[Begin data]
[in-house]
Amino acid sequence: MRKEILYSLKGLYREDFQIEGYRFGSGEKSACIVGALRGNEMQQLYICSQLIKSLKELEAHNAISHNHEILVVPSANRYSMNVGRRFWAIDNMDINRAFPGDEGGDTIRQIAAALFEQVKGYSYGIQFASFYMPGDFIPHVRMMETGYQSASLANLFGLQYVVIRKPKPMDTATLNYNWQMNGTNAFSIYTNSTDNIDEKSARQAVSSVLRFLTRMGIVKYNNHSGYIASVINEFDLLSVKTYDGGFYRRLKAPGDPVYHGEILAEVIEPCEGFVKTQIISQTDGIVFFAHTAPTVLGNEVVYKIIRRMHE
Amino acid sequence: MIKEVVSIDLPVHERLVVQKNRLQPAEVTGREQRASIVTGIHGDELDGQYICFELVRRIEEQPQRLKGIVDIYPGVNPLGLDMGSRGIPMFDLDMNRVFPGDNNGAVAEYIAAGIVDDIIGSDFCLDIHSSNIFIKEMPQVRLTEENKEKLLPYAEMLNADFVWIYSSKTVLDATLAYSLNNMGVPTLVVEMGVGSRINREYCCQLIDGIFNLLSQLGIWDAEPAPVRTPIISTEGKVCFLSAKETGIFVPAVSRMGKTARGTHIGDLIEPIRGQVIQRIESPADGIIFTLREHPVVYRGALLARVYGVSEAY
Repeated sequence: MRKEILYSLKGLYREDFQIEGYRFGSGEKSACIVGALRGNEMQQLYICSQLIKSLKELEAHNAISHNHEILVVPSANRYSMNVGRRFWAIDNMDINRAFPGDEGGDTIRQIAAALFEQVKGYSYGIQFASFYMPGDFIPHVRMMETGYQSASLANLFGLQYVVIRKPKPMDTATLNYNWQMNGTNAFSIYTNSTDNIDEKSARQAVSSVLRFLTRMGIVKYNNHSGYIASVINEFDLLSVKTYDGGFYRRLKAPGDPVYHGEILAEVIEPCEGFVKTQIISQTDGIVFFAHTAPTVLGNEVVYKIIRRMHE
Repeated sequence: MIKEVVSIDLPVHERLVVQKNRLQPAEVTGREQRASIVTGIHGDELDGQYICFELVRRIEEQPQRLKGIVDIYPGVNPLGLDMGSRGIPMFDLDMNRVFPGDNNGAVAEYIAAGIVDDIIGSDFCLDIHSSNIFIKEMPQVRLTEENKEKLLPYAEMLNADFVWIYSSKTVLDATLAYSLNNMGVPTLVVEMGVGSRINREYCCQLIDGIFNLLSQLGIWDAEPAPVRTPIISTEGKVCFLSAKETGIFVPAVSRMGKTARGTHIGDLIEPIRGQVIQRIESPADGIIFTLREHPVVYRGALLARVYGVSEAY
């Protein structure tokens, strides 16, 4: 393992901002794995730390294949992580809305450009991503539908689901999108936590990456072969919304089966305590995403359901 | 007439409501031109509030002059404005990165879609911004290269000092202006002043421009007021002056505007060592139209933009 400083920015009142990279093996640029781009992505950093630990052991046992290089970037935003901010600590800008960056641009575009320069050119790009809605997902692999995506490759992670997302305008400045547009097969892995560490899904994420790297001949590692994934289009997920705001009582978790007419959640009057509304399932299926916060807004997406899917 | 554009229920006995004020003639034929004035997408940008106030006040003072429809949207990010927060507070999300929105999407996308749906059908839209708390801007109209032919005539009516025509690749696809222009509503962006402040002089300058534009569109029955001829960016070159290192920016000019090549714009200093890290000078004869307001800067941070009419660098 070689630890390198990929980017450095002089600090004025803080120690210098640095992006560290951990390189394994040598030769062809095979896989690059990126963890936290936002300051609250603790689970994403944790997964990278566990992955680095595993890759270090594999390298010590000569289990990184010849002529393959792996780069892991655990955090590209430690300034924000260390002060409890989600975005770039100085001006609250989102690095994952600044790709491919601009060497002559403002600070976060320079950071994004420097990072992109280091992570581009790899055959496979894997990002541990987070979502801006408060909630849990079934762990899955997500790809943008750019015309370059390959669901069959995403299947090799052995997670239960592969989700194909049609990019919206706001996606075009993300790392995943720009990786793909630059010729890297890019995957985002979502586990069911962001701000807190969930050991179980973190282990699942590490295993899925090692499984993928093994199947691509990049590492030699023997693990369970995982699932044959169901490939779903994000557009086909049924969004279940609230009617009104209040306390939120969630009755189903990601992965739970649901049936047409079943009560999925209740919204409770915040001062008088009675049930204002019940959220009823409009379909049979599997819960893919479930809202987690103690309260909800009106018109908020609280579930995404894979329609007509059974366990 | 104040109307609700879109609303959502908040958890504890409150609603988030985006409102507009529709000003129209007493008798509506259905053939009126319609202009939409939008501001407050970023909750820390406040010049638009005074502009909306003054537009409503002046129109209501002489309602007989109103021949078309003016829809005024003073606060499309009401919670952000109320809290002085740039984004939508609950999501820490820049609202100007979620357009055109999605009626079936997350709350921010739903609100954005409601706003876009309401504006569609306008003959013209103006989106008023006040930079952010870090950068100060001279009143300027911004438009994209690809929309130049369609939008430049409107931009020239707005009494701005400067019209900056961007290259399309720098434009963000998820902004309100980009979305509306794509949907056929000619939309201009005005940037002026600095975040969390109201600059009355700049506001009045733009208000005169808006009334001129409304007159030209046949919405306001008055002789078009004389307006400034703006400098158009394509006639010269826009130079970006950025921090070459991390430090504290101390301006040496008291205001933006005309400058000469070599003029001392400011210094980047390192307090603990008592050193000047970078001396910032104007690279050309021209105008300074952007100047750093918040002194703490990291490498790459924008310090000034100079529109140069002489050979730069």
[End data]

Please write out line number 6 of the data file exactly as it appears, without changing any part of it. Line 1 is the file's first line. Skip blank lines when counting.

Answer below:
């Protein structure tokens, strides 16, 4: 393992901002794995730390294949992580809305450009991503539908689901999108936590990456072969919304089966305590995403359901 | 007439409501031109509030002059404005990165879609911004290269000092202006002043421009007021002056505007060592139209933009 400083920015009142990279093996640029781009992505950093630990052991046992290089970037935003901010600590800008960056641009575009320069050119790009809605997902692999995506490759992670997302305008400045547009097969892995560490899904994420790297001949590692994934289009997920705001009582978790007419959640009057509304399932299926916060807004997406899917 | 554009229920006995004020003639034929004035997408940008106030006040003072429809949207990010927060507070999300929105999407996308749906059908839209708390801007109209032919005539009516025509690749696809222009509503962006402040002089300058534009569109029955001829960016070159290192920016000019090549714009200093890290000078004869307001800067941070009419660098 070689630890390198990929980017450095002089600090004025803080120690210098640095992006560290951990390189394994040598030769062809095979896989690059990126963890936290936002300051609250603790689970994403944790997964990278566990992955680095595993890759270090594999390298010590000569289990990184010849002529393959792996780069892991655990955090590209430690300034924000260390002060409890989600975005770039100085001006609250989102690095994952600044790709491919601009060497002559403002600070976060320079950071994004420097990072992109280091992570581009790899055959496979894997990002541990987070979502801006408060909630849990079934762990899955997500790809943008750019015309370059390959669901069959995403299947090799052995997670239960592969989700194909049609990019919206706001996606075009993300790392995943720009990786793909630059010729890297890019995957985002979502586990069911962001701000807190969930050991179980973190282990699942590490295993899925090692499984993928093994199947691509990049590492030699023997693990369970995982699932044959169901490939779903994000557009086909049924969004279940609230009617009104209040306390939120969630009755189903990601992965739970649901049936047409079943009560999925209740919204409770915040001062008088009675049930204002019940959220009823409009379909049979599997819960893919479930809202987690103690309260909800009106018109908020609280579930995404894979329609007509059974366990 | 104040109307609700879109609303959502908040958890504890409150609603988030985006409102507009529709000003129209007493008798509506259905053939009126319609202009939409939008501001407050970023909750820390406040010049638009005074502009909306003054537009409503002046129109209501002489309602007989109103021949078309003016829809005024003073606060499309009401919670952000109320809290002085740039984004939508609950999501820490820049609202100007979620357009055109999605009626079936997350709350921010739903609100954005409601706003876009309401504006569609306008003959013209103006989106008023006040930079952010870090950068100060001279009143300027911004438009994209690809929309130049369609939008430049409107931009020239707005009494701005400067019209900056961007290259399309720098434009963000998820902004309100980009979305509306794509949907056929000619939309201009005005940037002026600095975040969390109201600059009355700049506001009045733009208000005169808006009334001129409304007159030209046949919405306001008055002789078009004389307006400034703006400098158009394509006639010269826009130079970006950025921090070459991390430090504290101390301006040496008291205001933006005309400058000469070599003029001392400011210094980047390192307090603990008592050193000047970078001396910032104007690279050309021209105008300074952007100047750093918040002194703490990291490498790459924008310090000034100079529109140069002489050979730069």